The Scarlet Letter3

As citizens of the United States and members of the most open society
in the world it is difficult for us to picture a world where the phrases woman’s
rights, equal opportunity, and religious freedom have little meaning. When
the surface of American history is scratched, not necessarily deeply a past of
limited rights for women is soon revealed. The challenge to any author
comes in painting a picture of this colonial past to both current readers and
readers to come. Nathaniel Hawthorne In his book “ The Scarlet Letter”
successfully meets this task through the character of Hester Prynn. Hawthorne
describes a woman with independence ahead of her time and a social order
Hester’s independence was promptly demonstrated at the novel’s
beginning. The court has ruled as punishment for her adultery she must
wear an “A” upon her chest, that to the colonist served as a reminder of the
punishment they would suffer if their sins were to be discovered, and to
Hester a reminder of sin. Hester stands alone outside the court house as the
close minded colonial eyes stare at her and the baby in her arms. Many
women during this era of American history would look for a way to run.
Hester shows little sign of uneasiness, with exception to her firm hold on the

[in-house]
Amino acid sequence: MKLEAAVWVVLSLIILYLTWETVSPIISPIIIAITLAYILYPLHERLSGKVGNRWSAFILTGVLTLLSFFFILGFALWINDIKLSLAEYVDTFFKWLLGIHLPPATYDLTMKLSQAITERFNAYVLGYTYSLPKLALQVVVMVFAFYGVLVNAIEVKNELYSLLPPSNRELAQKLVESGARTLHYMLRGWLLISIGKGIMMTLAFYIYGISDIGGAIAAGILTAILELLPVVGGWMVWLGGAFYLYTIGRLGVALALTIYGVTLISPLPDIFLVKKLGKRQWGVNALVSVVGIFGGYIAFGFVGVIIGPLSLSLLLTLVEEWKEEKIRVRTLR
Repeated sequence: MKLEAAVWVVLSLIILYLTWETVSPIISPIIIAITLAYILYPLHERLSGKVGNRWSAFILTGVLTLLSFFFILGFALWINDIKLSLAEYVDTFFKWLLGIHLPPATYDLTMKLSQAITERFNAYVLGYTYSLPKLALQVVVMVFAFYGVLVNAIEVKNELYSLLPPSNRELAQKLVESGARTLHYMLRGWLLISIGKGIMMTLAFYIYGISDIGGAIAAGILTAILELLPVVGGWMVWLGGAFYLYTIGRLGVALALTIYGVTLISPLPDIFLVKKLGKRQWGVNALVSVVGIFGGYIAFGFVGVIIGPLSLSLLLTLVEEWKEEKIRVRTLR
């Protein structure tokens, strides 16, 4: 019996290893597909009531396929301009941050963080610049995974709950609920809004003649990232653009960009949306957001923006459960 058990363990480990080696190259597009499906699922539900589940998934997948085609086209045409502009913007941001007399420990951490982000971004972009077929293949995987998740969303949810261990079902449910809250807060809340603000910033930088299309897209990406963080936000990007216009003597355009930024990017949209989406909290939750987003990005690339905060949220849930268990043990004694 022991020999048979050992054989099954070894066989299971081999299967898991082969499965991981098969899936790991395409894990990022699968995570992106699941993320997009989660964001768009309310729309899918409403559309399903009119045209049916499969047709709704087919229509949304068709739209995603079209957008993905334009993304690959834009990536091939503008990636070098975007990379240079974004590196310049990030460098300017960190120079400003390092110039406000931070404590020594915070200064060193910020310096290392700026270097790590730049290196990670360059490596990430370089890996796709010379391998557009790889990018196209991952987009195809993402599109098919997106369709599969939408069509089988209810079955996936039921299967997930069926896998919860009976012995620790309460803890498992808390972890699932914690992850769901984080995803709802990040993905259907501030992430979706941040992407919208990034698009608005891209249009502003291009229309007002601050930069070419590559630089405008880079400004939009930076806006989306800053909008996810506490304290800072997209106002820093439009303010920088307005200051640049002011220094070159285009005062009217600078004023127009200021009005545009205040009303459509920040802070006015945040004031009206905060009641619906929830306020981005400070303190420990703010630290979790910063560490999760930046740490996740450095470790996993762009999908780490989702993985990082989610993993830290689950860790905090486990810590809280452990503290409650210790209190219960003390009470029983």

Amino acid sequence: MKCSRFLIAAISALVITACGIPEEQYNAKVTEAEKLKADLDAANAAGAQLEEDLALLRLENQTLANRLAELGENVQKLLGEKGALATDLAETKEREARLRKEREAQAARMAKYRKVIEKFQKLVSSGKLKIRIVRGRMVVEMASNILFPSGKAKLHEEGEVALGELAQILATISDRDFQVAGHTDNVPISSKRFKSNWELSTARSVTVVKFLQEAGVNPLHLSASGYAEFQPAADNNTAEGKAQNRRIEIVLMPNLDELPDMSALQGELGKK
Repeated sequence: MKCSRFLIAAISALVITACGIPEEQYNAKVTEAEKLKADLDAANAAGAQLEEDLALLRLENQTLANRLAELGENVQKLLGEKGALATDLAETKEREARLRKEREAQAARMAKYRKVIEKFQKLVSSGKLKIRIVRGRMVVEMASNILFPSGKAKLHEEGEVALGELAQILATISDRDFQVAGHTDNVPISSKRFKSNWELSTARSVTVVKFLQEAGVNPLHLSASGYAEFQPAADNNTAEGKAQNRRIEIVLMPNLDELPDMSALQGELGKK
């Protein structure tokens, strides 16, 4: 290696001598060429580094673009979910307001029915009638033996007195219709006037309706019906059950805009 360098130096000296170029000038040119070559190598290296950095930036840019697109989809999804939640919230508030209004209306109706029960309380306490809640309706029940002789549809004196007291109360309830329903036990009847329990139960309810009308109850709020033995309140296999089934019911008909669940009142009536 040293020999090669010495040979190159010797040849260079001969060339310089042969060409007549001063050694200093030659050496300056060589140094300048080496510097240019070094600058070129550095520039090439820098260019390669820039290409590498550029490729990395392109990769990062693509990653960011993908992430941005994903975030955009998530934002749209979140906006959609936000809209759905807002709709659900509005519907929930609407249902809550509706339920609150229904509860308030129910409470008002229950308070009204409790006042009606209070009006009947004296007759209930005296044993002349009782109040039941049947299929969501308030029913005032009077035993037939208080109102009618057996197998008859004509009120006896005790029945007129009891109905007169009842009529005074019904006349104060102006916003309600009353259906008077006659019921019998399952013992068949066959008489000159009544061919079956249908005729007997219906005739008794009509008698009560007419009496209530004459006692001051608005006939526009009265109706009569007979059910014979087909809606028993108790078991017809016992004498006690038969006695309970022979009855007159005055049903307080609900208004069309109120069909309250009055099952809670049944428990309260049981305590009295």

infant. At the conclusion of this scene the reader knows that this is a strong
woman trying to maintain dignity in a land were a woman’s independence
ranked right above blasphemy on the hierarchy of values.

Throughout the novel Hester demonstrates her independence of living.
Her husband never comes forward, and her lover does the same. With
everyone denying relations Hester is forced to live alone. She raises the child
by herself and is successful in her enterprise of sewing and hemming.
Hawthorne informs us that this lifestyle of isolationism is unique to her, and
convinces us that an average colonial woman could not survive under these
conditions. At this point in the book Hester has shown her independence in
dealing with life’s crisis, and in her style of living.

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The best way to understand a parents personality is to examine how
they raise their children. This idea holds true when one examines closely the
techniques Hester uses to raise Pearl. In this era of religious totality,
independence of thought, and the teachings of those ideals commanded little
respect. Doing something taboo for the times, Hester refuses to adopt puritan
customs into Pearls upbringing. Most families of our colonial past raised
children with a strict biblical stick. Refusing to adapt these brutish policies
Hester allows Pearl to maintain a spirit of revolutionary independence.
Hawthorne leads us to believe that these traits stim from both Hester’s nature,
At the conclusion of the novel Hawthorne leaves much to be pondered.
Although, one thing is clearly shown, Hesters has reforming independence.
Although the novel used little imagery a reader is still left to contemplate the
true magnitude of this Woman’s independence. The specific effects of her
personality can always be argued, but a modern reader will never question
Hesters ability to achieve success in today’s social structure.
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